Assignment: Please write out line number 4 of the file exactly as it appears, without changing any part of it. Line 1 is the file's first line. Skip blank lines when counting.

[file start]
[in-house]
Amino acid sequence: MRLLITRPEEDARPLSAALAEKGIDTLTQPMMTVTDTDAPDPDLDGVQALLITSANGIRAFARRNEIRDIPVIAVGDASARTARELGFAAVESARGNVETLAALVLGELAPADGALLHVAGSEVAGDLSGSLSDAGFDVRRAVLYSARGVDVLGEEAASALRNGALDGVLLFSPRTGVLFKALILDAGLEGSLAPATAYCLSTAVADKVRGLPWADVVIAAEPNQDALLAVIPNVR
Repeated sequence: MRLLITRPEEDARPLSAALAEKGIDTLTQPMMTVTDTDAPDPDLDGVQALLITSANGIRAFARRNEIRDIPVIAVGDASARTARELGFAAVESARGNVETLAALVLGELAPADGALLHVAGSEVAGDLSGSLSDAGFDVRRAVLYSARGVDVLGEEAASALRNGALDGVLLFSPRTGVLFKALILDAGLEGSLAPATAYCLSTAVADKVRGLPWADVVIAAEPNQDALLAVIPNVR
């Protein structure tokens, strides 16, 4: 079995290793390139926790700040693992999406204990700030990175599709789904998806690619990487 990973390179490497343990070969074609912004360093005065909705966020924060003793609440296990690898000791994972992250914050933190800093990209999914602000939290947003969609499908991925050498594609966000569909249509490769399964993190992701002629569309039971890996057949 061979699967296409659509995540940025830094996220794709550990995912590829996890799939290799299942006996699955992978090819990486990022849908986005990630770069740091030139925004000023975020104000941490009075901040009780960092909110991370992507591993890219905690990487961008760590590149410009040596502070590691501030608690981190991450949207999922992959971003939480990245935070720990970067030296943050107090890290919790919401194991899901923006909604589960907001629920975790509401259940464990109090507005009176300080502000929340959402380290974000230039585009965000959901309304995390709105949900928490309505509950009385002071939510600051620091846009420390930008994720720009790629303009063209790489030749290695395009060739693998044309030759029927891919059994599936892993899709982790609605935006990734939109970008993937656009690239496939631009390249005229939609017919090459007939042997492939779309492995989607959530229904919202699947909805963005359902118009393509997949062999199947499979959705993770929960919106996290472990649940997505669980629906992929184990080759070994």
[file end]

């Protein structure tokens, strides 16, 4: 079995290793390139926790700040693992999406204990700030990175599709789904998806690619990487 990973390179490497343990070969074609912004360093005065909705966020924060003793609440296990690898000791994972992250914050933190800093990209999914602000939290947003969609499908991925050498594609966000569909249509490769399964993190992701002629569309039971890996057949 061979699967296409659509995540940025830094996220794709550990995912590829996890799939290799299942006996699955992978090819990486990022849908986005990630770069740091030139925004000023975020104000941490009075901040009780960092909110991370992507591993890219905690990487961008760590590149410009040596502070590691501030608690981190991450949207999922992959971003939480990245935070720990970067030296943050107090890290919790919401194991899901923006909604589960907001629920975790509401259940464990109090507005009176300080502000929340959402380290974000230039585009965000959901309304995390709105949900928490309505509950009385002071939510600051620091846009420390930008994720720009790629303009063209790489030749290695395009060739693998044309030759029927891919059994599936892993899709982790609605935006990734939109970008993937656009690239496939631009390249005229939609017919090459007939042997492939779309492995989607959530229904919202699947909805963005359902118009393509997949062999199947499979959705993770929960919106996290472990649940997505669980629906992929184990080759070994």